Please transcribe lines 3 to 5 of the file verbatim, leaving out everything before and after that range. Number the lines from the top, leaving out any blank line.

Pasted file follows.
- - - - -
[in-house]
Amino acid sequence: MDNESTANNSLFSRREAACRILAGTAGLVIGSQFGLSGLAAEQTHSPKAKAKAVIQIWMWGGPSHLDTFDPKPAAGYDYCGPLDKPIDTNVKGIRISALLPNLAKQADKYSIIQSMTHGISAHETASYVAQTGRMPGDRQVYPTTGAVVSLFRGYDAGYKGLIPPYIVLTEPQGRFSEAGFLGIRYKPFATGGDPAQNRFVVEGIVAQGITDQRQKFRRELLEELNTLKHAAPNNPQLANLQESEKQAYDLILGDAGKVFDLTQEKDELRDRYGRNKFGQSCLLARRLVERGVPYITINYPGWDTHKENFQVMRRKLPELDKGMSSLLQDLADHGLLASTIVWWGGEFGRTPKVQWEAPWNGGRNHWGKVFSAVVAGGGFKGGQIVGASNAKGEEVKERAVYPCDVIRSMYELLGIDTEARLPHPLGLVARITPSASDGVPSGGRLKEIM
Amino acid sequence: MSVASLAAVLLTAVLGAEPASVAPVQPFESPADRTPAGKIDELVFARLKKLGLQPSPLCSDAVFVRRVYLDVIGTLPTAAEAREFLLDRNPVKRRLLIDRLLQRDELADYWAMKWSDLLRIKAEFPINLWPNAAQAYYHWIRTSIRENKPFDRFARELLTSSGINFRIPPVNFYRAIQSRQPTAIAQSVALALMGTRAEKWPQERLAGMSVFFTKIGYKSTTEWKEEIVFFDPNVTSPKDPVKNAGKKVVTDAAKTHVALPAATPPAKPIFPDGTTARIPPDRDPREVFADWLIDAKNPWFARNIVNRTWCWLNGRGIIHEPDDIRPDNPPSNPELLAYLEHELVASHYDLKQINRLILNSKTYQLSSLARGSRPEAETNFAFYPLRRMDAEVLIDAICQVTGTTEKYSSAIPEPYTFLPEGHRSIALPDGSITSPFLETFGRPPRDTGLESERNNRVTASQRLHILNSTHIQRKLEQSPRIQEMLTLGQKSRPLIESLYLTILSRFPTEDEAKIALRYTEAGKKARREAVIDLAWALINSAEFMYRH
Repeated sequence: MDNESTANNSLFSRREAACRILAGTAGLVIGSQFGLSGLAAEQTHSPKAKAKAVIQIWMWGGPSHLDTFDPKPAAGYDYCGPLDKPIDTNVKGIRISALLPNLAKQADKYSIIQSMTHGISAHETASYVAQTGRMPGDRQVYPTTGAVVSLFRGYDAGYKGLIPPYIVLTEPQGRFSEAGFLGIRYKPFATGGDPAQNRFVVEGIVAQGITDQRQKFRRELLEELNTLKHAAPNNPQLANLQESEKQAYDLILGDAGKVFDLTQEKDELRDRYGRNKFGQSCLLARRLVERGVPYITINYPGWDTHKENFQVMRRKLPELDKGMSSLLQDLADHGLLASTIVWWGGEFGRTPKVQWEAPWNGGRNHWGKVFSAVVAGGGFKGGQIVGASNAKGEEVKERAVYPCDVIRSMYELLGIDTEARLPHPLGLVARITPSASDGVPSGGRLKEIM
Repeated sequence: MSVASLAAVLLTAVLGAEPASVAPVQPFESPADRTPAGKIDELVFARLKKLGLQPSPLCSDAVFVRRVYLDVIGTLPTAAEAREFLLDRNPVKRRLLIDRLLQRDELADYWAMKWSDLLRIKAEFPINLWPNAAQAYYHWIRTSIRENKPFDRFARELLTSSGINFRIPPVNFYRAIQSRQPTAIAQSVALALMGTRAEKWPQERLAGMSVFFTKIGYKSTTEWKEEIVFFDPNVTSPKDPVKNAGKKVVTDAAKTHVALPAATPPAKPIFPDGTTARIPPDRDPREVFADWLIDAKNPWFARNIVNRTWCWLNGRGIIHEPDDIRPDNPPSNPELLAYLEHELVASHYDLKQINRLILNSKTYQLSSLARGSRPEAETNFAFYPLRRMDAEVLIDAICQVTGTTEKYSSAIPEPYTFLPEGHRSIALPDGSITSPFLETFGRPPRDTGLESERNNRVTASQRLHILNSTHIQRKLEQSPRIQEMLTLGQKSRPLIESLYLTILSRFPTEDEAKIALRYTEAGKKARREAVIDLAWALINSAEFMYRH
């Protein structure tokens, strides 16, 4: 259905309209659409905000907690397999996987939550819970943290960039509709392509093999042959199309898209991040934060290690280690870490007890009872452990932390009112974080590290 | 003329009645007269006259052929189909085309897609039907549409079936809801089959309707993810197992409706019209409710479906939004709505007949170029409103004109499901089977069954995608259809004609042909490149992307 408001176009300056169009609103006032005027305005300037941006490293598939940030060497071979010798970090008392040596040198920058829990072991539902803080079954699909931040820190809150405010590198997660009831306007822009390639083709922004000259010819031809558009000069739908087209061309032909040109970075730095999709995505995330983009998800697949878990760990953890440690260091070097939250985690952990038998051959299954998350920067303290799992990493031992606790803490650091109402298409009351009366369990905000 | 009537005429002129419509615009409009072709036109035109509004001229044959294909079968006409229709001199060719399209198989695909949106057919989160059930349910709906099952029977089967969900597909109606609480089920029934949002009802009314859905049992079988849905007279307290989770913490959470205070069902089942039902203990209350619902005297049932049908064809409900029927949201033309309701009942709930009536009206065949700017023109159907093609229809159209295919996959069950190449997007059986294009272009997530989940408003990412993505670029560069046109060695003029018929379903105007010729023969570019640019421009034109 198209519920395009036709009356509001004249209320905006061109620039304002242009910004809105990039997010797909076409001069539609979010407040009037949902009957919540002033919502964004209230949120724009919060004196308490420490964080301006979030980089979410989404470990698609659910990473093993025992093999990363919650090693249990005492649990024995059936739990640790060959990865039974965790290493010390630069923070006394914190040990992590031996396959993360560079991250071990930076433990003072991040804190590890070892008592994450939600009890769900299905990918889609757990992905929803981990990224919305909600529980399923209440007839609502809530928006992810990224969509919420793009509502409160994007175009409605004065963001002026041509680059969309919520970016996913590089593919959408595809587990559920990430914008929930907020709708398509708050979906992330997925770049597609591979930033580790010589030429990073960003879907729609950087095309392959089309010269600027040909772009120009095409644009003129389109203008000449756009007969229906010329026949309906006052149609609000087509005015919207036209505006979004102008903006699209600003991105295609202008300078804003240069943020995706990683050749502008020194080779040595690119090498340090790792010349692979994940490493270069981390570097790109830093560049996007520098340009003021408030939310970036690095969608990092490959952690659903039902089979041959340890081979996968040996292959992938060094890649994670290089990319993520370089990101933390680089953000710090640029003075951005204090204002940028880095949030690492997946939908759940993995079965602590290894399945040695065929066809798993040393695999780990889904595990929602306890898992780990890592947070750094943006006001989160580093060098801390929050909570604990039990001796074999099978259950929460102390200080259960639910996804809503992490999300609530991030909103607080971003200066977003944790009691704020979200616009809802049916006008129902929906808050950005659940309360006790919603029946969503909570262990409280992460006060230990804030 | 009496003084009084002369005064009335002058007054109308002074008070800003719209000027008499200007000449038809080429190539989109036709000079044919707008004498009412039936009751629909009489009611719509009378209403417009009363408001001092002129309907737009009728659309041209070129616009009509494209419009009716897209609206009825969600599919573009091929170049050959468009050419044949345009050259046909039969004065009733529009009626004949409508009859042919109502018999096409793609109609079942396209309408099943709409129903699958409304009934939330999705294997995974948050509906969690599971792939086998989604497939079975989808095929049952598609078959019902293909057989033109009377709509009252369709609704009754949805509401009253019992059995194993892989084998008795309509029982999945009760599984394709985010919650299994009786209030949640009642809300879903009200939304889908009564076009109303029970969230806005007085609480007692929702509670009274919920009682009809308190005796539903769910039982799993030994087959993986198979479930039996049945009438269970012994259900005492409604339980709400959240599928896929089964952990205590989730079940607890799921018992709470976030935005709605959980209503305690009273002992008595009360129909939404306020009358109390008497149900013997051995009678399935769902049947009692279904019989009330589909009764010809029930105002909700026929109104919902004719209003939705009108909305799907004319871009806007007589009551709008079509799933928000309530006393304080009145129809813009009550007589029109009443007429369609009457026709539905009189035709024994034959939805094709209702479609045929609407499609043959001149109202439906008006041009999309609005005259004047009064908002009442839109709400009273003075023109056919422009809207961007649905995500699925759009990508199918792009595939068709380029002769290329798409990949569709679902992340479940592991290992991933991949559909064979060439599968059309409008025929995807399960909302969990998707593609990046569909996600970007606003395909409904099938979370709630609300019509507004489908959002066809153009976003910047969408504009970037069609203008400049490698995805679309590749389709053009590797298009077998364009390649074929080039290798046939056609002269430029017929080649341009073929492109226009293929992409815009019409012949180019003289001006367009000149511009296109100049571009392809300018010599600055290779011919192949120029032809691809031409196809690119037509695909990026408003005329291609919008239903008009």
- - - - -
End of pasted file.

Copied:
Amino acid sequence: MSVASLAAVLLTAVLGAEPASVAPVQPFESPADRTPAGKIDELVFARLKKLGLQPSPLCSDAVFVRRVYLDVIGTLPTAAEAREFLLDRNPVKRRLLIDRLLQRDELADYWAMKWSDLLRIKAEFPINLWPNAAQAYYHWIRTSIRENKPFDRFARELLTSSGINFRIPPVNFYRAIQSRQPTAIAQSVALALMGTRAEKWPQERLAGMSVFFTKIGYKSTTEWKEEIVFFDPNVTSPKDPVKNAGKKVVTDAAKTHVALPAATPPAKPIFPDGTTARIPPDRDPREVFADWLIDAKNPWFARNIVNRTWCWLNGRGIIHEPDDIRPDNPPSNPELLAYLEHELVASHYDLKQINRLILNSKTYQLSSLARGSRPEAETNFAFYPLRRMDAEVLIDAICQVTGTTEKYSSAIPEPYTFLPEGHRSIALPDGSITSPFLETFGRPPRDTGLESERNNRVTASQRLHILNSTHIQRKLEQSPRIQEMLTLGQKSRPLIESLYLTILSRFPTEDEAKIALRYTEAGKKARREAVIDLAWALINSAEFMYRH
Repeated sequence: MDNESTANNSLFSRREAACRILAGTAGLVIGSQFGLSGLAAEQTHSPKAKAKAVIQIWMWGGPSHLDTFDPKPAAGYDYCGPLDKPIDTNVKGIRISALLPNLAKQADKYSIIQSMTHGISAHETASYVAQTGRMPGDRQVYPTTGAVVSLFRGYDAGYKGLIPPYIVLTEPQGRFSEAGFLGIRYKPFATGGDPAQNRFVVEGIVAQGITDQRQKFRRELLEELNTLKHAAPNNPQLANLQESEKQAYDLILGDAGKVFDLTQEKDELRDRYGRNKFGQSCLLARRLVERGVPYITINYPGWDTHKENFQVMRRKLPELDKGMSSLLQDLADHGLLASTIVWWGGEFGRTPKVQWEAPWNGGRNHWGKVFSAVVAGGGFKGGQIVGASNAKGEEVKERAVYPCDVIRSMYELLGIDTEARLPHPLGLVARITPSASDGVPSGGRLKEIM
Repeated sequence: MSVASLAAVLLTAVLGAEPASVAPVQPFESPADRTPAGKIDELVFARLKKLGLQPSPLCSDAVFVRRVYLDVIGTLPTAAEAREFLLDRNPVKRRLLIDRLLQRDELADYWAMKWSDLLRIKAEFPINLWPNAAQAYYHWIRTSIRENKPFDRFARELLTSSGINFRIPPVNFYRAIQSRQPTAIAQSVALALMGTRAEKWPQERLAGMSVFFTKIGYKSTTEWKEEIVFFDPNVTSPKDPVKNAGKKVVTDAAKTHVALPAATPPAKPIFPDGTTARIPPDRDPREVFADWLIDAKNPWFARNIVNRTWCWLNGRGIIHEPDDIRPDNPPSNPELLAYLEHELVASHYDLKQINRLILNSKTYQLSSLARGSRPEAETNFAFYPLRRMDAEVLIDAICQVTGTTEKYSSAIPEPYTFLPEGHRSIALPDGSITSPFLETFGRPPRDTGLESERNNRVTASQRLHILNSTHIQRKLEQSPRIQEMLTLGQKSRPLIESLYLTILSRFPTEDEAKIALRYTEAGKKARREAVIDLAWALINSAEFMYRH